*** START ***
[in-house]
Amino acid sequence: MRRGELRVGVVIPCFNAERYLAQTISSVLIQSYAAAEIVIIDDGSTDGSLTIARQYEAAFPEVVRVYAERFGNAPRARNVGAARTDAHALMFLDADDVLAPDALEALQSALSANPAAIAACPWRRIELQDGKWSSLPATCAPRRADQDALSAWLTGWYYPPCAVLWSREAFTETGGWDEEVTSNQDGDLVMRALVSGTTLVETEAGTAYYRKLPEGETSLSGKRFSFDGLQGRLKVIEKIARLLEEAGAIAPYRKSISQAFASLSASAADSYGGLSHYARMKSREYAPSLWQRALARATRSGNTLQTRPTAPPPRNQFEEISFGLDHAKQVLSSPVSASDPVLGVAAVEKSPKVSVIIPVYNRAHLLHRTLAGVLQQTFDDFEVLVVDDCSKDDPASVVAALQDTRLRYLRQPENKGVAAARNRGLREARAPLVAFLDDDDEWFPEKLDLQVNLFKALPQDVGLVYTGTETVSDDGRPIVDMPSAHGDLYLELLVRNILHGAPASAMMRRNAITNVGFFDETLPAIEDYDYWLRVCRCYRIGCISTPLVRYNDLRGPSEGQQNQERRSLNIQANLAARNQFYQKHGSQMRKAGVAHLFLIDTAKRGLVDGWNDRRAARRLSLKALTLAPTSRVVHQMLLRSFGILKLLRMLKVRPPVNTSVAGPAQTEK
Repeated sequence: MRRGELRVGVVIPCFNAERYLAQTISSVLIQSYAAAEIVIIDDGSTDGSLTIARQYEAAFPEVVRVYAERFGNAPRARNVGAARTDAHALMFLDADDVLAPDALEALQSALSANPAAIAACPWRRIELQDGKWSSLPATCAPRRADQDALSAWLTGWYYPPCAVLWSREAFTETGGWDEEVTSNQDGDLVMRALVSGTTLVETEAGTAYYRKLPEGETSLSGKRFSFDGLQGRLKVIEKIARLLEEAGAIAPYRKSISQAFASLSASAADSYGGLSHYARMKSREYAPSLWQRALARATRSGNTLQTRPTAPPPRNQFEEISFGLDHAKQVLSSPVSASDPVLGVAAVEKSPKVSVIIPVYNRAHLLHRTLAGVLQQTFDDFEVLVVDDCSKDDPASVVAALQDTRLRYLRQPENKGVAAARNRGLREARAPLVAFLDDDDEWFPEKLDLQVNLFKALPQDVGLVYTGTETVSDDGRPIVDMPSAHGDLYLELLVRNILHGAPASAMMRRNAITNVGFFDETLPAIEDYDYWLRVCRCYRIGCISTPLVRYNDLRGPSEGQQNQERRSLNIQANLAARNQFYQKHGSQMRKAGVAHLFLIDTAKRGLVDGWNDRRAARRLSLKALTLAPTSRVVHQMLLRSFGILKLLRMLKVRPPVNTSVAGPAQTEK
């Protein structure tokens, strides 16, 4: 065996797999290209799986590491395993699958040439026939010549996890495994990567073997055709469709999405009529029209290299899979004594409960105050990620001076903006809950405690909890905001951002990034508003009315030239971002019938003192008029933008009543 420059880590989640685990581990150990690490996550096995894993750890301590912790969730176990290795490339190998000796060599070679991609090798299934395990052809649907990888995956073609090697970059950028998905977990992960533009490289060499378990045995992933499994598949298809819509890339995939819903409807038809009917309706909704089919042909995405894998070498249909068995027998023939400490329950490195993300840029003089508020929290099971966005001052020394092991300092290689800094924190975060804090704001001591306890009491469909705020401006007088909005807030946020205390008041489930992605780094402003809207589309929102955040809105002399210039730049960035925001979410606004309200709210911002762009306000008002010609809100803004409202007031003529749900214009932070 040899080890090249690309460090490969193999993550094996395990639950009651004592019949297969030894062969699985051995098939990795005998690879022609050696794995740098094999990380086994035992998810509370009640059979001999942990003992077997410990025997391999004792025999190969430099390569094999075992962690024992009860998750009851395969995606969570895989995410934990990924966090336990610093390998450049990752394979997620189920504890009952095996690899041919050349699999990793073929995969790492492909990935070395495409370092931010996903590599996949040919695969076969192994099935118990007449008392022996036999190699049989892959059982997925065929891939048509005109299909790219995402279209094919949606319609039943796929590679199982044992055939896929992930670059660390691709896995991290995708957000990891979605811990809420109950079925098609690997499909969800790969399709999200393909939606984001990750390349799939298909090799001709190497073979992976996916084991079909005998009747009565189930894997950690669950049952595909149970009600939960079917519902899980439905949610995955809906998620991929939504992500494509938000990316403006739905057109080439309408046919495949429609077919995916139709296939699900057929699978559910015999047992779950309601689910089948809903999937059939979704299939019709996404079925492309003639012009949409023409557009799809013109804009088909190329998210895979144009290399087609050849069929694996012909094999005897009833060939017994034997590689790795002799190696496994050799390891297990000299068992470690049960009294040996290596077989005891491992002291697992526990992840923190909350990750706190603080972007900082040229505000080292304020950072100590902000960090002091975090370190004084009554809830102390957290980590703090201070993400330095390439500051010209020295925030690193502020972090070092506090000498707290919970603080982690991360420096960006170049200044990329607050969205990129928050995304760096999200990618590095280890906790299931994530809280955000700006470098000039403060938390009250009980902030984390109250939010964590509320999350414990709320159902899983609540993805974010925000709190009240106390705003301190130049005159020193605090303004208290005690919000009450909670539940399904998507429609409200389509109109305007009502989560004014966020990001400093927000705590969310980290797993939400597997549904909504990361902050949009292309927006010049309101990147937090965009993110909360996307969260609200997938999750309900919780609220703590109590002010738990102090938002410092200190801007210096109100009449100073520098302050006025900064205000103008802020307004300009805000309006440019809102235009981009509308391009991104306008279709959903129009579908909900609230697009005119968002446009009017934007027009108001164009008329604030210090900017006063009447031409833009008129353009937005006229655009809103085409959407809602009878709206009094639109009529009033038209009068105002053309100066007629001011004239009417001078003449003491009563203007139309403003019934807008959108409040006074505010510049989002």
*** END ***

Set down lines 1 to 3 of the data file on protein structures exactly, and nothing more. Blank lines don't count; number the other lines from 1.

[in-house]
Amino acid sequence: MRRGELRVGVVIPCFNAERYLAQTISSVLIQSYAAAEIVIIDDGSTDGSLTIARQYEAAFPEVVRVYAERFGNAPRARNVGAARTDAHALMFLDADDVLAPDALEALQSALSANPAAIAACPWRRIELQDGKWSSLPATCAPRRADQDALSAWLTGWYYPPCAVLWSREAFTETGGWDEEVTSNQDGDLVMRALVSGTTLVETEAGTAYYRKLPEGETSLSGKRFSFDGLQGRLKVIEKIARLLEEAGAIAPYRKSISQAFASLSASAADSYGGLSHYARMKSREYAPSLWQRALARATRSGNTLQTRPTAPPPRNQFEEISFGLDHAKQVLSSPVSASDPVLGVAAVEKSPKVSVIIPVYNRAHLLHRTLAGVLQQTFDDFEVLVVDDCSKDDPASVVAALQDTRLRYLRQPENKGVAAARNRGLREARAPLVAFLDDDDEWFPEKLDLQVNLFKALPQDVGLVYTGTETVSDDGRPIVDMPSAHGDLYLELLVRNILHGAPASAMMRRNAITNVGFFDETLPAIEDYDYWLRVCRCYRIGCISTPLVRYNDLRGPSEGQQNQERRSLNIQANLAARNQFYQKHGSQMRKAGVAHLFLIDTAKRGLVDGWNDRRAARRLSLKALTLAPTSRVVHQMLLRSFGILKLLRMLKVRPPVNTSVAGPAQTEK
Repeated sequence: MRRGELRVGVVIPCFNAERYLAQTISSVLIQSYAAAEIVIIDDGSTDGSLTIARQYEAAFPEVVRVYAERFGNAPRARNVGAARTDAHALMFLDADDVLAPDALEALQSALSANPAAIAACPWRRIELQDGKWSSLPATCAPRRADQDALSAWLTGWYYPPCAVLWSREAFTETGGWDEEVTSNQDGDLVMRALVSGTTLVETEAGTAYYRKLPEGETSLSGKRFSFDGLQGRLKVIEKIARLLEEAGAIAPYRKSISQAFASLSASAADSYGGLSHYARMKSREYAPSLWQRALARATRSGNTLQTRPTAPPPRNQFEEISFGLDHAKQVLSSPVSASDPVLGVAAVEKSPKVSVIIPVYNRAHLLHRTLAGVLQQTFDDFEVLVVDDCSKDDPASVVAALQDTRLRYLRQPENKGVAAARNRGLREARAPLVAFLDDDDEWFPEKLDLQVNLFKALPQDVGLVYTGTETVSDDGRPIVDMPSAHGDLYLELLVRNILHGAPASAMMRRNAITNVGFFDETLPAIEDYDYWLRVCRCYRIGCISTPLVRYNDLRGPSEGQQNQERRSLNIQANLAARNQFYQKHGSQMRKAGVAHLFLIDTAKRGLVDGWNDRRAARRLSLKALTLAPTSRVVHQMLLRSFGILKLLRMLKVRPPVNTSVAGPAQTEK